While uncertainty swirls about the Trump administration’s stance on legalization, jobs in the marijuana industry are booming — and are even expected to outpace manufacturing jobs in the US by 2020.
According to the New Frontier Data’s annual report, the 28 states which have some form of legalized marijuana will create nearly 300,000 jobs in the next three years. Their estimate only includes current states where it is legal, and does not include any states which may legalize medical or recreational usage during this time period.
According to the Bureau of Labor Statistics, jobs in the manufacturing industry are in the midst of a rapid decline. It is expected that there will be 814,000 manufacturing jobs lost by 2024.
It isn’t just manufacturing that is being outpaced by the growth in the marijuana industry, the business of getting people high is also expected to surpass the utility industry, the service sector, agriculture, and the federal government when it comes to job creation in the near future.
“These numbers confirm that cannabis is a major economic driver and job creation engine for the U.S. economy,” said Giadha Aguirre De Carcer, Founder and CEO of New Frontier Data. “While we see a potential drop in total number of U.S. jobs created in 2017, as reported by Kiplinger, as well as an overall expected drop in GDP growth, the cannabis industry continues to be a positive contributing factor to growth at a time of potential decline. We expect the cannabis industry’s growth to be slowed down to some degree in the next 3 to 5 years, however with a projected total market sales to exceed $24 billion by 2025, and the possibility of almost 300,000 jobs by 2020, it remains a positive economic force in the U.S.”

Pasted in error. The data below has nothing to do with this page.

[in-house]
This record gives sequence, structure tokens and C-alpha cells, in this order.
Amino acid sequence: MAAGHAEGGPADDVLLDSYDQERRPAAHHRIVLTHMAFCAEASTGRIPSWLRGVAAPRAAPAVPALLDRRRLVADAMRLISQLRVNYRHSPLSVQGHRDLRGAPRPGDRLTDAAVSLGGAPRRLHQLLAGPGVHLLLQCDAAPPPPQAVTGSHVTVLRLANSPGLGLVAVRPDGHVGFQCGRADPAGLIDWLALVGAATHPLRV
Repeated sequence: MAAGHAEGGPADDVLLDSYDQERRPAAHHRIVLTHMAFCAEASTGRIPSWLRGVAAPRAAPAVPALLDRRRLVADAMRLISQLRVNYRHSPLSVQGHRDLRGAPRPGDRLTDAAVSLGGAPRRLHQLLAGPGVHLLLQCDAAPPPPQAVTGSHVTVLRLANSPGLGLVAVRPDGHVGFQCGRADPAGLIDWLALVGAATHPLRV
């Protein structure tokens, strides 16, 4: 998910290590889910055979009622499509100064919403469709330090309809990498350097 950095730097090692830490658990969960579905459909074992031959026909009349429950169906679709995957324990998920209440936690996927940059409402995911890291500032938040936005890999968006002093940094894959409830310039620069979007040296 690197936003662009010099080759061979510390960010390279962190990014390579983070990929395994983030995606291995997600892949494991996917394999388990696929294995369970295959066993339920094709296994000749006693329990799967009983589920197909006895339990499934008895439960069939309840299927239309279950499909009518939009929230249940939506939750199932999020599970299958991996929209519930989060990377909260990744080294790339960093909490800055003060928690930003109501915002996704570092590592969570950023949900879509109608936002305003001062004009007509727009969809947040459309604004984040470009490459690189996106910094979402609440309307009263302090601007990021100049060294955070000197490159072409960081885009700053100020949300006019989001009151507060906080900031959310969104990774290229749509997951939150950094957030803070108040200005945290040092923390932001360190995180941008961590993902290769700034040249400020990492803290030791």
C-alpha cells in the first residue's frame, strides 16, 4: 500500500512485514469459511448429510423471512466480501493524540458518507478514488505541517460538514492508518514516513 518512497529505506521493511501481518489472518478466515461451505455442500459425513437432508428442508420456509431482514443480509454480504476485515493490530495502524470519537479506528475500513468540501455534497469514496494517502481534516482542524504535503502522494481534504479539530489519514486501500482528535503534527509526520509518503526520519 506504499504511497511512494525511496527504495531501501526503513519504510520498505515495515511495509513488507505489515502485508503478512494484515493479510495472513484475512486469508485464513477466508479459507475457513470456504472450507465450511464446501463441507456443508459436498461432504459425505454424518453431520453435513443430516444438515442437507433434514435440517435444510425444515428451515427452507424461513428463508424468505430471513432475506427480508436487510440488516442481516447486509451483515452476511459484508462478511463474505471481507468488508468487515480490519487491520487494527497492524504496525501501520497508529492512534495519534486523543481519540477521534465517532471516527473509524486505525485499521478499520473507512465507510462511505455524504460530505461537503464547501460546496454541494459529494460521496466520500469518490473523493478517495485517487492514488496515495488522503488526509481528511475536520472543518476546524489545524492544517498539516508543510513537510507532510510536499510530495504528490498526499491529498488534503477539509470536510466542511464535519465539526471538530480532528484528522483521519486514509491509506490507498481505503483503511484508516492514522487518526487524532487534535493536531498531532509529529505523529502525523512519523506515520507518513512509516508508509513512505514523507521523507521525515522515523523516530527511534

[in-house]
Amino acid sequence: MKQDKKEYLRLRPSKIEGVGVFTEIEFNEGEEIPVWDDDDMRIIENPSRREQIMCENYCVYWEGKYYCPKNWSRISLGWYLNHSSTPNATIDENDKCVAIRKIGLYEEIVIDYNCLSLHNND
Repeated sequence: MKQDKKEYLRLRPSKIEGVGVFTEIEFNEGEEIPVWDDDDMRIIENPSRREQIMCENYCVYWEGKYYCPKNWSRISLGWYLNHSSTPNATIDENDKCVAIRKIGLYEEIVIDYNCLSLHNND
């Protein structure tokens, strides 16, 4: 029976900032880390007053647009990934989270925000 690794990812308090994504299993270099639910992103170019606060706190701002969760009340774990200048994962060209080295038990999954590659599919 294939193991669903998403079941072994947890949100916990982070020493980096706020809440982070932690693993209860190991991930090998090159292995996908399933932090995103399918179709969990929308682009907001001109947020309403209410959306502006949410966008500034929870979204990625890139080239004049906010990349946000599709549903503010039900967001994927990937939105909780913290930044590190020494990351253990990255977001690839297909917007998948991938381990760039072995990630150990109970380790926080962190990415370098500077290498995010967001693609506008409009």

The report comes at a time when the stance on marijuana by the Trump administration remains unclear. Earlier this week, the White House signaled a crackdown on the enforcement of federal drug laws — under which marijuana is still considered a controlled substance.
Attorney General Sessions has long expressed his opposition to legalized marijuana.
“I’m dubious about marijuana. I’m not sure we’re going to be a better, healthier nation if we have marijuana sold at every corner grocery store,” Attorney General Jeff Sessions said in a meeting with state attorney generals on Tuesday.
During Sessions’ confirmation process however, he claimed that the enforcement of federal marijuana laws would not be a priority in the Trump administration. President Donald Trump had also campaigned on his belief that marijuana laws should be left up to voters in individual states to decide.
Given the Trump administration’s focus on bringing new jobs to American workers, this is certainly an industry he may want to consider supporting.